Sunday, October 23, 2011

The Leah Haley Case: Life-Changing Saucers and a Fateful Weekend

This is one in a series of posts on the Leah Haley Case.

The weekend of July 6, 1990, would forever change the life of Leah Haley. It was during that fateful weekend that she participated in a conversation with her mom and brother in which the three revisited a UFO sighting from many years prior. The sighting was discussed, unanswered questions were considered and a chain of events continued to unfold that was first set in motion many years earlier when Leah was a child.

Personal Paradigm-Shifts

Those who have not personally experienced the manner a UFO sighting can alter life and perspectives may find the occurrence difficult to understand. For whatever reasons, dramatic sightings may effect individuals quite profoundly, eventually causing them to become completely immersed in the UFO phenomenon and its sub-culture. In select circumstances, as was the case with Leah Haley, the original sighting may occur when the witness is a child and is not considered at length until well into adulthood.

A gradual, yet escalating and eventually quite profound, shift in perspectives may occur. The now-adult witness may find them self re-evaluating the childhood sighting, asking family members related questions, and undertaking extensive self-examination and introspection in efforts to clarify exactly what took place. It is not uncommon that, while they hope each new initiative will reap conclusions and finality, they actually become more deeply involved in the unfolding mystery, and more committed to its pursuit, with each progressive leg of their investigative journey.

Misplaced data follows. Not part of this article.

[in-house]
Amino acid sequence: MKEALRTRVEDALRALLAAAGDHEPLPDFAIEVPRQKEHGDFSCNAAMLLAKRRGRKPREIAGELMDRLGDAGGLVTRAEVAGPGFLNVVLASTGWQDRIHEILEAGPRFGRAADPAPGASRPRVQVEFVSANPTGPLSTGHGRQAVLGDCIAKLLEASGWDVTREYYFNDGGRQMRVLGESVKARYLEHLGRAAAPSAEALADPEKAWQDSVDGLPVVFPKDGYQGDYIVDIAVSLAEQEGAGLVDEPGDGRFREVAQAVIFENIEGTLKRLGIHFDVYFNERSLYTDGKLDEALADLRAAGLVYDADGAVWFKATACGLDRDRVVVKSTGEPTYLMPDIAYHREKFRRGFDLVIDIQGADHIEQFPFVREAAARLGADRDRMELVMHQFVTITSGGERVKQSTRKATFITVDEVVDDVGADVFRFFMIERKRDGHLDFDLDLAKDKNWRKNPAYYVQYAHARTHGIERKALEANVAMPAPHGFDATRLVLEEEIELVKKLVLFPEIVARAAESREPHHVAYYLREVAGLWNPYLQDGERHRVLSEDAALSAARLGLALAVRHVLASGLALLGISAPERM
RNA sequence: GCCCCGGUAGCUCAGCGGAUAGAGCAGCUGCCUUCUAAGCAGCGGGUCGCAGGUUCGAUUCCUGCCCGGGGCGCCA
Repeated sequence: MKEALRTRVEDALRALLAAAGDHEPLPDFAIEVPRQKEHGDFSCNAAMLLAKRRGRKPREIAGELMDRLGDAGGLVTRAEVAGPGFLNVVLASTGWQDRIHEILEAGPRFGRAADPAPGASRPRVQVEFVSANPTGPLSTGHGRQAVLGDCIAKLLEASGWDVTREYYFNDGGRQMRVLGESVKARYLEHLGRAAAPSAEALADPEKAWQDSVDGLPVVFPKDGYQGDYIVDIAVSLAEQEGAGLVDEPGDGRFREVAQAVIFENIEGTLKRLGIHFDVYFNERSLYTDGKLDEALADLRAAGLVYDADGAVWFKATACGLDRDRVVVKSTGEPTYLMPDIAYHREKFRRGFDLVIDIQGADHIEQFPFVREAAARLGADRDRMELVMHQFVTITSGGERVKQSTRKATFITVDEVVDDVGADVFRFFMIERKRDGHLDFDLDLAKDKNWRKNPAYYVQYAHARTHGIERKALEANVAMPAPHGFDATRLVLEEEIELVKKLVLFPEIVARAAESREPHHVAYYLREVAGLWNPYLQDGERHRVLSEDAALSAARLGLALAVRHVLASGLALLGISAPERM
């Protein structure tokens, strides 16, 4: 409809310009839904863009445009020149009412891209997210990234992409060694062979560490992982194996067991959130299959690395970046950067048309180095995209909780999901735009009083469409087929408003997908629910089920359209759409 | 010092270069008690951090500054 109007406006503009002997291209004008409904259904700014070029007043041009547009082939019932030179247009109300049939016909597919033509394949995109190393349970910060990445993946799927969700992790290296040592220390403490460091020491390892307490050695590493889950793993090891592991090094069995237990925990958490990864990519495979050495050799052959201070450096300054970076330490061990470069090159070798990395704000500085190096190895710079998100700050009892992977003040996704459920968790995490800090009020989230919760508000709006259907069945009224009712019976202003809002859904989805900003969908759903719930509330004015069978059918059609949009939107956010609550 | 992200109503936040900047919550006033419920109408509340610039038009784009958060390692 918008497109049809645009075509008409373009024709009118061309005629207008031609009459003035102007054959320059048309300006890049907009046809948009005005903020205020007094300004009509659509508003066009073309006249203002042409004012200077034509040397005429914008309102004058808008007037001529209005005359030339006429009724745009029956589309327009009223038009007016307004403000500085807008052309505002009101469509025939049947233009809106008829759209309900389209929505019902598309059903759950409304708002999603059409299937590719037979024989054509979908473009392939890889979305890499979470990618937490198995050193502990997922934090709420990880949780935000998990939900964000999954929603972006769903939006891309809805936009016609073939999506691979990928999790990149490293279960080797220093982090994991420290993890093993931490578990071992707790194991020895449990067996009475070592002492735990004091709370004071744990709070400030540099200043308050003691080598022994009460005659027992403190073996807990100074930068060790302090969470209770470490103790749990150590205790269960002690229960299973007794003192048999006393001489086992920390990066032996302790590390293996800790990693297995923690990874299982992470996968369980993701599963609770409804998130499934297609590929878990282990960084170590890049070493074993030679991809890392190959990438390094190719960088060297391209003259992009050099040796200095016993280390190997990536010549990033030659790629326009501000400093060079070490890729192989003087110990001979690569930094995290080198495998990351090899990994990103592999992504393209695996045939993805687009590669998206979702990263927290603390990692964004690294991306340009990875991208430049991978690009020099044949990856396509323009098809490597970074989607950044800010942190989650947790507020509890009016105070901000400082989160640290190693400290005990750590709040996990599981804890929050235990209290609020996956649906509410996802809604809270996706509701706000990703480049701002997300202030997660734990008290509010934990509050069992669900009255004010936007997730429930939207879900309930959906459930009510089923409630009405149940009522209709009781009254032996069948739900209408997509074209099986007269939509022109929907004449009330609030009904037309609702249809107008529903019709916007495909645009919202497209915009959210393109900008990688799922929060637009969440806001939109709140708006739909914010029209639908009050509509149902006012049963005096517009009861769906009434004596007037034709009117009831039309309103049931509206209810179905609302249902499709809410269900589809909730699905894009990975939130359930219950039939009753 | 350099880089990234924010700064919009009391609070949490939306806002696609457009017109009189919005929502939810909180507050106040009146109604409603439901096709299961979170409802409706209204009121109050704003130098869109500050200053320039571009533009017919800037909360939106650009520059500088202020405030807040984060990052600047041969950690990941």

The potential profound shifts in values and perspectives can simply not be overemphasized. It can be ironic, rewarding and contrastingly tragic that the witness may become totally absorbed in investigating their sighting and the related circumstances. One attempt to gather information (and one resulting compromise of previously held priorities) at a time, the witness may become virtually completely transformed, for both better and worse.

With each passing step, the witness may choose to continue because they have already given such effort and invested such resources in the previous steps, and it is only at some point well into the journey they may acknowledge it may have been wiser to have never undertaken the quest. It is many a transformed truth seeker, however, that by that point in time, develops the realization life has forever changed. They realize that whether or not they would have made the same choices in hindsight, the choices have now been made and there is no going back. Their previous lifestyle, priorities and loved ones may become but memories.

To thoroughly understand such dynamics provides insight into some of the lives and thoughts of those who experience UFO sightings as children. In this particular context, it might provide a bit more accurate perspective of how a girl, who saw some saucers in the sky, became Leah Ann Haley.